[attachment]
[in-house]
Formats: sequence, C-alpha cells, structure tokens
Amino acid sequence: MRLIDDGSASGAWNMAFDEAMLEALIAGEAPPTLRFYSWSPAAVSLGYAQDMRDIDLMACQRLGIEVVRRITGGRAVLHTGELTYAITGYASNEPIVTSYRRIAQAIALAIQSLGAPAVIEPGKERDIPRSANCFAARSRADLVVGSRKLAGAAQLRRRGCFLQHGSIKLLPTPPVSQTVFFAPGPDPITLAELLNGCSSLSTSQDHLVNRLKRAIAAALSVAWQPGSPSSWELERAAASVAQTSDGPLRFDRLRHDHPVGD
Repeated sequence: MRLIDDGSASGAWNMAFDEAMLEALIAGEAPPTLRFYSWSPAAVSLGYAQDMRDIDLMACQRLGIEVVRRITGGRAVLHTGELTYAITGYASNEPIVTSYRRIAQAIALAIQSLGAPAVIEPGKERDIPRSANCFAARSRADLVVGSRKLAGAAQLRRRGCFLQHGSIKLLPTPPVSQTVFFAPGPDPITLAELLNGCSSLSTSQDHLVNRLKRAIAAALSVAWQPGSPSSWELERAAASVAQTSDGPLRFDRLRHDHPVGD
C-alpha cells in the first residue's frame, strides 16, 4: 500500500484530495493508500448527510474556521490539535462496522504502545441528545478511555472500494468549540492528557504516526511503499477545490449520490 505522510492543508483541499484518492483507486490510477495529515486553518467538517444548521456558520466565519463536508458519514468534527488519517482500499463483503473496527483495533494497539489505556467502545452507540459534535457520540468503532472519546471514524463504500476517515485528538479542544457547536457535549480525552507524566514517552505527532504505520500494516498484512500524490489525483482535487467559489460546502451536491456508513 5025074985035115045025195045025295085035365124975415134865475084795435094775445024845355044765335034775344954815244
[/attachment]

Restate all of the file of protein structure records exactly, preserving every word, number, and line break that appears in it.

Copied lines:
[in-house]
Formats: sequence, C-alpha cells, structure tokens
Amino acid sequence: MRLIDDGSASGAWNMAFDEAMLEALIAGEAPPTLRFYSWSPAAVSLGYAQDMRDIDLMACQRLGIEVVRRITGGRAVLHTGELTYAITGYASNEPIVTSYRRIAQAIALAIQSLGAPAVIEPGKERDIPRSANCFAARSRADLVVGSRKLAGAAQLRRRGCFLQHGSIKLLPTPPVSQTVFFAPGPDPITLAELLNGCSSLSTSQDHLVNRLKRAIAAALSVAWQPGSPSSWELERAAASVAQTSDGPLRFDRLRHDHPVGD
Repeated sequence: MRLIDDGSASGAWNMAFDEAMLEALIAGEAPPTLRFYSWSPAAVSLGYAQDMRDIDLMACQRLGIEVVRRITGGRAVLHTGELTYAITGYASNEPIVTSYRRIAQAIALAIQSLGAPAVIEPGKERDIPRSANCFAARSRADLVVGSRKLAGAAQLRRRGCFLQHGSIKLLPTPPVSQTVFFAPGPDPITLAELLNGCSSLSTSQDHLVNRLKRAIAAALSVAWQPGSPSSWELERAAASVAQTSDGPLRFDRLRHDHPVGD
C-alpha cells in the first residue's frame, strides 16, 4: 500500500484530495493508500448527510474556521490539535462496522504502545441528545478511555472500494468549540492528557504516526511503499477545490449520490 505522510492543508483541499484518492483507486490510477495529515486553518467538517444548521456558520466565519463536508458519514468534527488519517482500499463483503473496527483495533494497539489505556467502545452507540459534535457520540468503532472519546471514524463504500476517515485528538479542544457547536457535549480525552507524566514517552505527532504505520500494516498484512500524490489525483482535487467559489460546502451536491456508513 5025074985035115045025195045025295085035365124975415134865475084795435094775445024845355044765335034775344954815244